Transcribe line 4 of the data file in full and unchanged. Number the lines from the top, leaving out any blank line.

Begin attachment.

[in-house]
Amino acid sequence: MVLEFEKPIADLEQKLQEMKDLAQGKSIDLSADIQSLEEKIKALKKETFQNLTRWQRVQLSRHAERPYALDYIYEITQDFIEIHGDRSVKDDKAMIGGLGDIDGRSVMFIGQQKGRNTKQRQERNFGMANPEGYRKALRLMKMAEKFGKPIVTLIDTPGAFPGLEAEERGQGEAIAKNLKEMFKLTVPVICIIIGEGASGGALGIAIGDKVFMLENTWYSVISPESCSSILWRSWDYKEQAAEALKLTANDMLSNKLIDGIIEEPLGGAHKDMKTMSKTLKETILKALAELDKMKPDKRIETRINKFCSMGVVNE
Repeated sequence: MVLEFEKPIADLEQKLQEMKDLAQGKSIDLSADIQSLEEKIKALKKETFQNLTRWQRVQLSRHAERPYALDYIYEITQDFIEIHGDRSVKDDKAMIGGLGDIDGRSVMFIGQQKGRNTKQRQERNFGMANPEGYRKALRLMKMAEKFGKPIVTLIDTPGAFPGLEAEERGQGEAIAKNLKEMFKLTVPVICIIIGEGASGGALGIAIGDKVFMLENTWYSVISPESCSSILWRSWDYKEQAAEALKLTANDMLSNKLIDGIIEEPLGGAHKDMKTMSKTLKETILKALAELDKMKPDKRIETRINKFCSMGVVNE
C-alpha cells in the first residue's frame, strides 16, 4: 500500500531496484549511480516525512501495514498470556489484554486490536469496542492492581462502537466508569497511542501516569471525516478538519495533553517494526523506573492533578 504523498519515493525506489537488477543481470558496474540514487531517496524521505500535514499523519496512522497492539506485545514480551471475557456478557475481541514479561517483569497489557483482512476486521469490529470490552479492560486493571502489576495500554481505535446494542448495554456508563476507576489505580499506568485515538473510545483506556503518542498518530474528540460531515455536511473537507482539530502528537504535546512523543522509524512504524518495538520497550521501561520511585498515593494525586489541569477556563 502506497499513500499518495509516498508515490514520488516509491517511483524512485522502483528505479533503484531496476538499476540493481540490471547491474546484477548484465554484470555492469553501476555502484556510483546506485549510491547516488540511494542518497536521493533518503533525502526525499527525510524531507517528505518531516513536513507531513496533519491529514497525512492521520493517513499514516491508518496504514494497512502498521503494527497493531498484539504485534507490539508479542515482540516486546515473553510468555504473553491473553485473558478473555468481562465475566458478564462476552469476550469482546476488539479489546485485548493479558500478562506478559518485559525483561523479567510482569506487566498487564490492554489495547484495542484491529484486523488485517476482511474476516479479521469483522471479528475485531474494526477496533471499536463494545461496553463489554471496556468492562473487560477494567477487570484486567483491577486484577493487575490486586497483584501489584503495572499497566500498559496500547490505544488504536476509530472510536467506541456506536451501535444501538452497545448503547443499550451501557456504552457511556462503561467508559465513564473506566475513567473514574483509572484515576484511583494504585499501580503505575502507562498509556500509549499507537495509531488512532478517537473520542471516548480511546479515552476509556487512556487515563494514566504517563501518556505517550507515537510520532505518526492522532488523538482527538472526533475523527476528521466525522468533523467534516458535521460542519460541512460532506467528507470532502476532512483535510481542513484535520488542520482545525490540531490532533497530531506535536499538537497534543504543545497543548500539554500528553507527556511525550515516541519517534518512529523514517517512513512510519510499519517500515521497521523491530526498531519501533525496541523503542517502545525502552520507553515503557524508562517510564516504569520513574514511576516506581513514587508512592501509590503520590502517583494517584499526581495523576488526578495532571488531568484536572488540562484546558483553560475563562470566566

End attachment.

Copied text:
C-alpha cells in the first residue's frame, strides 16, 4: 500500500531496484549511480516525512501495514498470556489484554486490536469496542492492581462502537466508569497511542501516569471525516478538519495533553517494526523506573492533578 504523498519515493525506489537488477543481470558496474540514487531517496524521505500535514499523519496512522497492539506485545514480551471475557456478557475481541514479561517483569497489557483482512476486521469490529470490552479492560486493571502489576495500554481505535446494542448495554456508563476507576489505580499506568485515538473510545483506556503518542498518530474528540460531515455536511473537507482539530502528537504535546512523543522509524512504524518495538520497550521501561520511585498515593494525586489541569477556563 502506497499513500499518495509516498508515490514520488516509491517511483524512485522502483528505479533503484531496476538499476540493481540490471547491474546484477548484465554484470555492469553501476555502484556510483546506485549510491547516488540511494542518497536521493533518503533525502526525499527525510524531507517528505518531516513536513507531513496533519491529514497525512492521520493517513499514516491508518496504514494497512502498521503494527497493531498484539504485534507490539508479542515482540516486546515473553510468555504473553491473553485473558478473555468481562465475566458478564462476552469476550469482546476488539479489546485485548493479558500478562506478559518485559525483561523479567510482569506487566498487564490492554489495547484495542484491529484486523488485517476482511474476516479479521469483522471479528475485531474494526477496533471499536463494545461496553463489554471496556468492562473487560477494567477487570484486567483491577486484577493487575490486586497483584501489584503495572499497566500498559496500547490505544488504536476509530472510536467506541456506536451501535444501538452497545448503547443499550451501557456504552457511556462503561467508559465513564473506566475513567473514574483509572484515576484511583494504585499501580503505575502507562498509556500509549499507537495509531488512532478517537473520542471516548480511546479515552476509556487512556487515563494514566504517563501518556505517550507515537510520532505518526492522532488523538482527538472526533475523527476528521466525522468533523467534516458535521460542519460541512460532506467528507470532502476532512483535510481542513484535520488542520482545525490540531490532533497530531506535536499538537497534543504543545497543548500539554500528553507527556511525550515516541519517534518512529523514517517512513512510519510499519517500515521497521523491530526498531519501533525496541523503542517502545525502552520507553515503557524508562517510564516504569520513574514511576516506581513514587508512592501509590503520590502517583494517584499526581495523576488526578495532571488531568484536572488540562484546558483553560475563562470566566